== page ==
where n is the number of data, i = 1, …, n and e is the error. From Eq. (11), the SSE results of the controllers is shown in Table 6.

According to the SSE results, the Fuzzy PID has the best response under small disturbances.

6. Conclusion

Most of the pendulums developed so far have restoring force applied at the fulcrum, that’s why a GIP is a challenging system for the design and testing of several control techniques. In this work, we compared the output of three different controllers. All three controllers have close results under small disturbances. So in order to distinguish between them, the SSE of each controller has been calculated to determine which controller has the best performance. Finally, Fuzzy PID has proved that it has the best performance under small disturbances. Also, it has proved that it is able to maintain the stability of GIP under big disturbances, while the other two controllers failed to stabilize it.

Conflict of Interest

No potential conflict of interest relevant to this article was reported.

Conflict of Interest

No potential conflict of Interest relevant to this article was reported.

Fig. 1.

GIP physical parameters.

Fig. 2.

Block diagram of position control of GIP.

Fig. 3.

PID block diagram.

Fig. 4.

FLC block diagram.

Fig. 5.

Fuzzy PID basic structure.

Fig. 6.

GIP control model in MATLAB/Simulink.

Fig. 7.

GIP plant in MATLAB/Simulink.

Fig. 8.

PID implementation in MATLAB/Simulink.

Fig. 9.

FLC parameters.

Fig. 10.

(a) e and δe membership functions, (b) output membership function.

Fig. 11.

FLC implementation in MATLAB/Simulink.

Fig. 12.

FLC of Fuzzy PID parameters.

Fig. 13.

(a) e and δe membership functions, (b)Kpf, Kdf membership functions, (c) β membership functions.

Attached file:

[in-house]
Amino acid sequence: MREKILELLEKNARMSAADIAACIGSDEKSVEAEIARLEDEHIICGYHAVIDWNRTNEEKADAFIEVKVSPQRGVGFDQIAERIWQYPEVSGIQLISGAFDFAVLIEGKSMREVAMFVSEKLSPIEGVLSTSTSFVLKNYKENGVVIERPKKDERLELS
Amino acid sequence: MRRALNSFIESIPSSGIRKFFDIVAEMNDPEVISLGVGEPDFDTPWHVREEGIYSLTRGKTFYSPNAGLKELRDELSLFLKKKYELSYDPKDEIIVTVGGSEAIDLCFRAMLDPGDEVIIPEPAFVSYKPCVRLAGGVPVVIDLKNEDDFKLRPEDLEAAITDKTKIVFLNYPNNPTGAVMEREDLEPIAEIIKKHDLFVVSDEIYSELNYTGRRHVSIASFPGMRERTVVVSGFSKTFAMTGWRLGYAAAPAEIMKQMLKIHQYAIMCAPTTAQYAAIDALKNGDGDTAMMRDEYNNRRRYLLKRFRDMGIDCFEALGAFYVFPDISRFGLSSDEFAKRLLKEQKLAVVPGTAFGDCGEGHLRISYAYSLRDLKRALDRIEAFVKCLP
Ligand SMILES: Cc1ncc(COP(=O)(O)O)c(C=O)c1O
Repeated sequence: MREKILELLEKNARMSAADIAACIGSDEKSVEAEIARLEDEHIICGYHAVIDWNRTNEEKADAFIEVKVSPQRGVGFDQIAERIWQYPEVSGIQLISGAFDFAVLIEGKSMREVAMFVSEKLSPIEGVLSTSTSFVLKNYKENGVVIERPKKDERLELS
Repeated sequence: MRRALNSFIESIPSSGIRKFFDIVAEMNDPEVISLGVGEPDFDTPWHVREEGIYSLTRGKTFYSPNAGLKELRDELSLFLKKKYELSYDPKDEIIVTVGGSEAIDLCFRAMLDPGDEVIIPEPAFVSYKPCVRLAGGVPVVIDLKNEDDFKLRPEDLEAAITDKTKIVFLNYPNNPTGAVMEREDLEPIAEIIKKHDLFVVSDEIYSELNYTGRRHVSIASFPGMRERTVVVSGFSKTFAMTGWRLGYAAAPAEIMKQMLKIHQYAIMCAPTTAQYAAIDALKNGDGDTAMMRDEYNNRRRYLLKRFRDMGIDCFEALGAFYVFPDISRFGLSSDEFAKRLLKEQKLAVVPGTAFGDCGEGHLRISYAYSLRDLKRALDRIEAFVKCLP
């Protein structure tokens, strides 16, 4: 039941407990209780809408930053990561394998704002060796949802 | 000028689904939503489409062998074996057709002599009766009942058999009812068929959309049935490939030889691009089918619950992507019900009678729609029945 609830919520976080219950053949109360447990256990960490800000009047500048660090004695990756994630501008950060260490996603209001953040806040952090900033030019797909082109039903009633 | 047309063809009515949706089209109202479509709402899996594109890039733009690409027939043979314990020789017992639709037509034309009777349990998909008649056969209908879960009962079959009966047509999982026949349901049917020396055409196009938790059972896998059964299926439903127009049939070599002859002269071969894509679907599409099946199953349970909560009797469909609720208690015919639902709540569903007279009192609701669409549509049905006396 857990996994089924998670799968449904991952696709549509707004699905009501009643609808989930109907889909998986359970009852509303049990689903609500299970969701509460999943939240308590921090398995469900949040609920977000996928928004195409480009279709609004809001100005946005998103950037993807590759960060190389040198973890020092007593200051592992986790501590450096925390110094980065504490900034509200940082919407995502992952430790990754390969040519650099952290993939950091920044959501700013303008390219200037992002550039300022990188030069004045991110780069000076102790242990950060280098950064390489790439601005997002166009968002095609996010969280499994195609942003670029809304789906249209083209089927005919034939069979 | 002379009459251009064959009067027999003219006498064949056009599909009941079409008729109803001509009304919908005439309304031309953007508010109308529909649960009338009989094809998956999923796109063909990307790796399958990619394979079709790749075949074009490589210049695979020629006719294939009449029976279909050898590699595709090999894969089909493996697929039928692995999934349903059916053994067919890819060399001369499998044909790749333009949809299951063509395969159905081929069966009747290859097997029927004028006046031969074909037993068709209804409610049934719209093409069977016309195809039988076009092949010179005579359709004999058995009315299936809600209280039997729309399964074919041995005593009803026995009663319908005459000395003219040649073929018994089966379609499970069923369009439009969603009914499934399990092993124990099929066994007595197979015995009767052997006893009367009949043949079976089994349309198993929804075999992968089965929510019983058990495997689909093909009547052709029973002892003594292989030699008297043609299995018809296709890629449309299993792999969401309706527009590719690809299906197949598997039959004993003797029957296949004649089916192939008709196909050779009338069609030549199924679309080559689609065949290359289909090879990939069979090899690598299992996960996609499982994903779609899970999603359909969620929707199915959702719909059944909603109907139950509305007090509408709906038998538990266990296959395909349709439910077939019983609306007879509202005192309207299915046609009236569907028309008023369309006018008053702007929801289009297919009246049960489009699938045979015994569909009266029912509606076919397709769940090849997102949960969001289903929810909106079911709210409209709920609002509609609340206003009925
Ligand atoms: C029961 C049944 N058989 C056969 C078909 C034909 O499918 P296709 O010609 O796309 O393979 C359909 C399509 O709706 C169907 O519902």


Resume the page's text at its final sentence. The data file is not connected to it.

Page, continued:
Fig. 14.

Fuzzy PID controller implementation in MATLAB/Simulink.

Fig. 15.

Simulation results of the three controllers while disturbance applied on the system is equal to (a) 0.2 rad, (b) 0.4 rad, (c) 0.65 rad, (d) 0.9 rad.


Table 1

Parameters of GIP

mpMass of pendulum
JpPendulum’s moment of inertia
lpLength of GIP (fulcrum to the center of gravity)
JfMoment of inertia of the flywheel
RMotor’s resistance
LMotor’s inductance
KMotor’s torque constant
bMotor’s friction factor
θPendulum’s angular position
αFlywheel angular position
IMotor’s current
VMotor’s voltage
TfFlywheel’s torque
TgGravitational torque
gAcceleration due to gravity

Table 2

The FLC rule base of the GIP


Table 3

The FLC rule base for Kpf


Table 4

The FLC rule base for Kdf


Table 5

The FLC rule base for α


Table 6

The SSE results of each controller

ControllerSSE (a)SSE (b)SSE (c)
Fuzzy PID3.26677.84314.101

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Mohammed Rabah received his B.S. degree in Electronics and Telecommunication Engineering from the AL-SAFWA High Institute of Engineering, Cairo, Egypt in 2015. He completed his M.S. in Electrical, Electronics and Control Engineering from Kunsan National University, Gunsan, Korea in 2017. Currently, pursuing his Ph.D. in Electrical, Electronics and Control Engineering from Kunsan National University, Korea. His research interests includes UAV’s, fuzzy logic systems and machine learning.


Ali Rohan received his B.S. degree in Electrical Engineering from The University of Faisalabad, Pakistan in 2012. Currently, pursuing his M.S. & Ph.D. in Electrical, Electronics and Control Engineering from Kunsan National University, Korea. His research interests includes renewable energy system, power electronics, fuzzy logic, neural network, EV system, flywheel energy storage system.

E-mail: ali

Sung-Ho Kim received his B.S. degree in Electrical Engineering from Korea University in 1984. He completed his M.S. & Ph.D. in electrical engineering from Korea University in 1986 & 1991, respectively. In 1996, he completed his POST-DOC from Japan Hiroshima University. Currently, he is a professor at Kunsan National University. His research Interests includes fuzzy logic, sensor networks, neural networks, intelligent control system, renewable energy system, fault diagnosis system.